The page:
Storm clouds loomed over J.C. Penney Stores Inc. (NYSE:JCP) in the weeks before Monday’s dismal second-quarter earnings were released, but it is bad weather that thrashed sales in the whole retail sector -- particularly those that sell clothing -- during the latest fiscal period.

J.C. Penney suffered a net loss of $538 million, or $2.66 a share, Monday from a loss of $1.47 million, or 67 cents a share a year earlier. The loss per share for the Plano, Texas-based company -- which has been brutalized in headlines for its ailing home-good section, low cash reserves and very public battle with activist investor Bill Ackman -- was double what analysts’ expected.

Meanwhile, Saks Fifth Avenue (NYSE:SKS) lost $19.6 million, or 13 cents a share, compared to 12.3 million or 8 cents a share a year earlier. Macy’s Inc.’s (NYSE:M) disappointing $281 million, or 72 cents a share, in second-quarter earnings fell short of analysts’ expectations.

These stores, which sell a range of luxury and discounted apparel lines, are usually enlivened in the second quarter, which ended Aug. 3, by sales of summer clothes.

“Basically, last year, we had very warm weather early in the year and we had a new trend in fashion -- color was everywhere,” Jason Asaeda, a retail analyst at S&P’s Capital IQ, told International Business Times. “People really took advantage of that, and a lot of retailers benefited.”

Then, unseasonably cool weather struck across the country in the first quarter and in the beginning of the second quarter.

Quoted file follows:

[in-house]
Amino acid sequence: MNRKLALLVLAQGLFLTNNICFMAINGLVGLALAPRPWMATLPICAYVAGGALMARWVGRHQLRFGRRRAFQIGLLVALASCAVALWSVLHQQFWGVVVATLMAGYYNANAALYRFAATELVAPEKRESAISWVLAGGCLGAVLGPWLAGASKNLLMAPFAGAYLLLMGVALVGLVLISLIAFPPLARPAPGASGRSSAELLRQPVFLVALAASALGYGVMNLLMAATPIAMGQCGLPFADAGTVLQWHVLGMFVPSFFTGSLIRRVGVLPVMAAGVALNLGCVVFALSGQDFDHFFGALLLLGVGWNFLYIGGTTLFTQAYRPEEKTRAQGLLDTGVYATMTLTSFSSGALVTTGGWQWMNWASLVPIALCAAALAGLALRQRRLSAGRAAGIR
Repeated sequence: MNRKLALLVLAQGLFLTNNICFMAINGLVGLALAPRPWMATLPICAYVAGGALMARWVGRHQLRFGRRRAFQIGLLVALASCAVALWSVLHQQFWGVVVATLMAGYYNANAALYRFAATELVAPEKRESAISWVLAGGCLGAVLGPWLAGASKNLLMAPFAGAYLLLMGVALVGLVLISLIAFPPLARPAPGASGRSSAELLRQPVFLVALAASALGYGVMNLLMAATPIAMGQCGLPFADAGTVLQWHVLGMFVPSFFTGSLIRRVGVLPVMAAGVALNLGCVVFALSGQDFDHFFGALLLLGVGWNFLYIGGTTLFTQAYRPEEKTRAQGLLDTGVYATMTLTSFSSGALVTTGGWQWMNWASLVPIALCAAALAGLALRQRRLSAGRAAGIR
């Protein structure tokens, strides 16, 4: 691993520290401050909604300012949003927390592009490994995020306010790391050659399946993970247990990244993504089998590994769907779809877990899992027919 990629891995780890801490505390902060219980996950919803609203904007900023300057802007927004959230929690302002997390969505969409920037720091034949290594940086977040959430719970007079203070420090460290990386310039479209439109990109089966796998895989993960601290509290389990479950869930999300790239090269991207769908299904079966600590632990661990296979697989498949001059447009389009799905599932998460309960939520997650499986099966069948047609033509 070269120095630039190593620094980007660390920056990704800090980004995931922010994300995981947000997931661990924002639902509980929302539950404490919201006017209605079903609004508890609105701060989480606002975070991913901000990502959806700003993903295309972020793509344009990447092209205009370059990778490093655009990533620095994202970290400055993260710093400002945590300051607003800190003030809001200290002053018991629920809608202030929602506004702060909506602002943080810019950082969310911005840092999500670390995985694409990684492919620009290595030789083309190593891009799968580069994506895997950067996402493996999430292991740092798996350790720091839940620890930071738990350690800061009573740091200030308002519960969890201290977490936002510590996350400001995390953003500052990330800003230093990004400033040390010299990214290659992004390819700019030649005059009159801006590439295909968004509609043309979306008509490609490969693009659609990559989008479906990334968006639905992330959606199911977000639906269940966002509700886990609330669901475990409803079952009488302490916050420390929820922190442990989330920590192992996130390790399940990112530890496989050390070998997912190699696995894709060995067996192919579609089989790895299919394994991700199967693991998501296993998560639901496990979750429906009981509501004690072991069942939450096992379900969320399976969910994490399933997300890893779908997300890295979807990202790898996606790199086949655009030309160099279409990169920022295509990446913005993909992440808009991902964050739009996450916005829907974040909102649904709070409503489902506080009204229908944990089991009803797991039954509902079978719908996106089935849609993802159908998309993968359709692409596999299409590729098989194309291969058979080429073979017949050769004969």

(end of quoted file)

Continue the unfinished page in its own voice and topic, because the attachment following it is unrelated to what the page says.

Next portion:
“It did dampen demand for shorts, T-shirts and all that stuff,” Asaeda said. “Apparel retailers, if their seasonal doesn’t sell, it has a very big impact on their business.”

Indeed, Asaeda said department stores such as J.C. Penney and Saks are often make up the loss of traffic to their clothing racks by trafficking in customers through its home-goods department.

Such could not be the case for J.C. Penney, which blamed its losses in large part on a failed revamp of its home-goods department under former CEO Ron Johnson.

Even Best Buy Co., Inc. (NYSE:BBY), which delighted investors on Monday with a net profit of $266 million, or 77 cents a share, saw a decline in year-over-year revenue as sales fell 0.4 percent.

So what is afflicting the retail industry, if not just chilly weather in 2013?

Sam Stovall, Standard & Poor’s chief equities strategist, told IBTimes it’s the same thing stoking fear in markets around the world: a tapering of the U.S. Federal Reserve’s stimulus measures.

“In general, people are feeling a little bit nervous about the whole retail space from both sides,” Stovall said.

Looking back to 1994, when the Fed raised interest rates seven times, among the worst-hit industries were home building, which declined 34 percent. Now, amid talk that the Fed will ease up on its quantitative easing practices, the same sector is down 24 percent in the last 13 weeks.

Retail subsectors, like home furnishing, general stores, department stores and apparel, also fell -- as they have in the past three months.

“People are looking at 1994 as a comparison as a comparison,” Stovall said. “They’re saying, ‘OK, well, what could happen this time around?’”

But Stovall warned against viewing the retail decline that way.

“I do believe it’s a little bit different, the Fed is looking to end the stimulus,” he said. “They’re taking their foot off the gas, they’re not putting their foot on the brake. A little bit different, but the overall effect is slowing the car.”